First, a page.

As March is the 2006 Winner of the Pulitzer Prize, I was inclined to buy and read this novel as I am out of ideas on what to read next.
Against the backdrop of the Civil War, I found it interesting to read about the happenings in Virginia (where we moved from), especially when towns / cities are named and their conditions given: racism, discrimination and hatred.
Most appealing: the character is the father from “Little Women” and in this book (no I haven’t read it nor care to actually) upon the father’s return, all his daughters sit around him, joyous upon his return from the war and ask the most inconsiderate questions such as, how different do I look to you? what about so and so … how different does she look to you? how have I changed in your opinion? notice anything different about ME?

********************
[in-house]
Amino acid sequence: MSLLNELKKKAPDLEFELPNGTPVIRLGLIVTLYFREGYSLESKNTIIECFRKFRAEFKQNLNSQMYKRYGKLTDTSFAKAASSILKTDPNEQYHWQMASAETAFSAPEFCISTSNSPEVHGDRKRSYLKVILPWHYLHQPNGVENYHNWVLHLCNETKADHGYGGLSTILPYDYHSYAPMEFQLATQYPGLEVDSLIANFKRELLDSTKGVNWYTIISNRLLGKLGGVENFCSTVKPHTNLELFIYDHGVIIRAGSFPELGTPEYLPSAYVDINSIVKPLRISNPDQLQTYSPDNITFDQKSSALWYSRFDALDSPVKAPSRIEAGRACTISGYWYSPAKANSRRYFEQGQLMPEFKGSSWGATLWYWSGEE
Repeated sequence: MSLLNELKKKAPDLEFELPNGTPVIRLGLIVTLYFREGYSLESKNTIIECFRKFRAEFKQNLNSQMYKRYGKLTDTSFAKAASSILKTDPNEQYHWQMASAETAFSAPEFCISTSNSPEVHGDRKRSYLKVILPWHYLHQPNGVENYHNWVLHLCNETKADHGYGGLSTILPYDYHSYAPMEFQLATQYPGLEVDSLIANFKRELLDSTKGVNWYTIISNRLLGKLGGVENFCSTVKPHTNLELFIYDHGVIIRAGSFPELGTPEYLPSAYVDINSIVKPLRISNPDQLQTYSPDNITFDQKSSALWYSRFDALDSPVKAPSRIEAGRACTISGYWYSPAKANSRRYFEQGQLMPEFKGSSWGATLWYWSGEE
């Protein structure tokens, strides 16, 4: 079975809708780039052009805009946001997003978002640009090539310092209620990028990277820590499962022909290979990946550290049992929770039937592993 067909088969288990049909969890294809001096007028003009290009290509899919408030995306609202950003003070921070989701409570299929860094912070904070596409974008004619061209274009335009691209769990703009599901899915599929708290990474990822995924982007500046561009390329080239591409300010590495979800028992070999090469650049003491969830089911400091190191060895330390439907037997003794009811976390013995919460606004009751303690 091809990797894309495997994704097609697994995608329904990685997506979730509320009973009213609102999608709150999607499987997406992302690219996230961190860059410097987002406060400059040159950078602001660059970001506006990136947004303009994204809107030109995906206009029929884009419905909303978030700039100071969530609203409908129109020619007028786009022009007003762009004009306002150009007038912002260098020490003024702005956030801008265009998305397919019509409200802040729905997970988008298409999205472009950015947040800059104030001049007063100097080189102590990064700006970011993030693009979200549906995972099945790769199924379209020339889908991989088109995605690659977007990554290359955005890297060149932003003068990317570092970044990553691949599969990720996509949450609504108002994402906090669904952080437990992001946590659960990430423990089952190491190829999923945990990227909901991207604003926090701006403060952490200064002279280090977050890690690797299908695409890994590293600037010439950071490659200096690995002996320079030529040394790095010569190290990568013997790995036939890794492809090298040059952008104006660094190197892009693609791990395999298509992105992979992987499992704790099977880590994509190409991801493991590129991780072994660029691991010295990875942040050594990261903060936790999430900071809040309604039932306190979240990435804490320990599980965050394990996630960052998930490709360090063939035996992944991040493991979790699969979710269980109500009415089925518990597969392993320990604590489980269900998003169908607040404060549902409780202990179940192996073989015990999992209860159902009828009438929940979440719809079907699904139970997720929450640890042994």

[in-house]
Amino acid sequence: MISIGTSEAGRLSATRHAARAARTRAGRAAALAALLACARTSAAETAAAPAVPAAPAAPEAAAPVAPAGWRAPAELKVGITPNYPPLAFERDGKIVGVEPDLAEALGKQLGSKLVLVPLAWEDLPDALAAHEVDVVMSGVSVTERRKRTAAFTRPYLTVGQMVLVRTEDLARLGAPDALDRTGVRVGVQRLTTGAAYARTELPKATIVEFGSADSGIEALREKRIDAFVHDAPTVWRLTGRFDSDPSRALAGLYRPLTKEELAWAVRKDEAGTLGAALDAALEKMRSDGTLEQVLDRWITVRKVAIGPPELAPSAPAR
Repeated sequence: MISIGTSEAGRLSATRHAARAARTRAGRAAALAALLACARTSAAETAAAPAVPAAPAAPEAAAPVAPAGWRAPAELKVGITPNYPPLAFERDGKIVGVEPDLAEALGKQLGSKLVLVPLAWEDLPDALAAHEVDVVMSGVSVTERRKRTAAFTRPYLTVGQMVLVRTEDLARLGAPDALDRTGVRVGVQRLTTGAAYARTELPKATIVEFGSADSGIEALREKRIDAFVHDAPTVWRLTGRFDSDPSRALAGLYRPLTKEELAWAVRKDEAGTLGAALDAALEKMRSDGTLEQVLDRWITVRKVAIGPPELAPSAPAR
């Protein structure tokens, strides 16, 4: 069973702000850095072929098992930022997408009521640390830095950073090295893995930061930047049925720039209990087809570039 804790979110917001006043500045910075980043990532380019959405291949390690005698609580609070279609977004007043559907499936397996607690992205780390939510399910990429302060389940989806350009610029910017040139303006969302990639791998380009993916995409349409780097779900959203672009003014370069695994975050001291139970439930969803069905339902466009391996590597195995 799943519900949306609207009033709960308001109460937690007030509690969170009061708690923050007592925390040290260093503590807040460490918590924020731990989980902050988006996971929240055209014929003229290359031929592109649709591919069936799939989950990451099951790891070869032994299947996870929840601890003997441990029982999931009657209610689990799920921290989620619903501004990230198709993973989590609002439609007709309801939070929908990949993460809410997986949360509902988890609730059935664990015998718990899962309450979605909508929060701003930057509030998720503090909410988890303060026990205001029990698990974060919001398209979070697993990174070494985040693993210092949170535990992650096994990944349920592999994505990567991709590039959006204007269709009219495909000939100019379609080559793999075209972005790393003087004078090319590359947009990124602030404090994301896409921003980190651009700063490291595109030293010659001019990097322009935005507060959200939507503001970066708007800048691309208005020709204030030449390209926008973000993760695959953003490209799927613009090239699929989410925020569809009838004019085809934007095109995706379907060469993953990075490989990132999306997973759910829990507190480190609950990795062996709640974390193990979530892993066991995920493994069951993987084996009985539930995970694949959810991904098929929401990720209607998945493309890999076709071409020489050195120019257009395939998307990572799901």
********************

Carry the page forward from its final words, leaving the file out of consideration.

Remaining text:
Not once do this little brats ask their father how different he feels, or how fighting the Civil War has changed him personally.
In March, all these questions are answered as it follows him from youth to the moment he returns home to Concord, MA. It is told from the perspective of the father who leaves for war, experiences so much (pain, hatred of whites, love for blacks, adultery, failure and in the end, self-doubt).
The idea is not unlike Wicked by Gregory Maguire where the perspective is the untold story of the Wicked Witch of the West.
Finally, a voice for the unspoken, miffed yet wholesome and monumental characters silenced by the author’s opinion of whose voice the audience wants to ‘hear’.
Good read indeed but not one I’m hanging onto …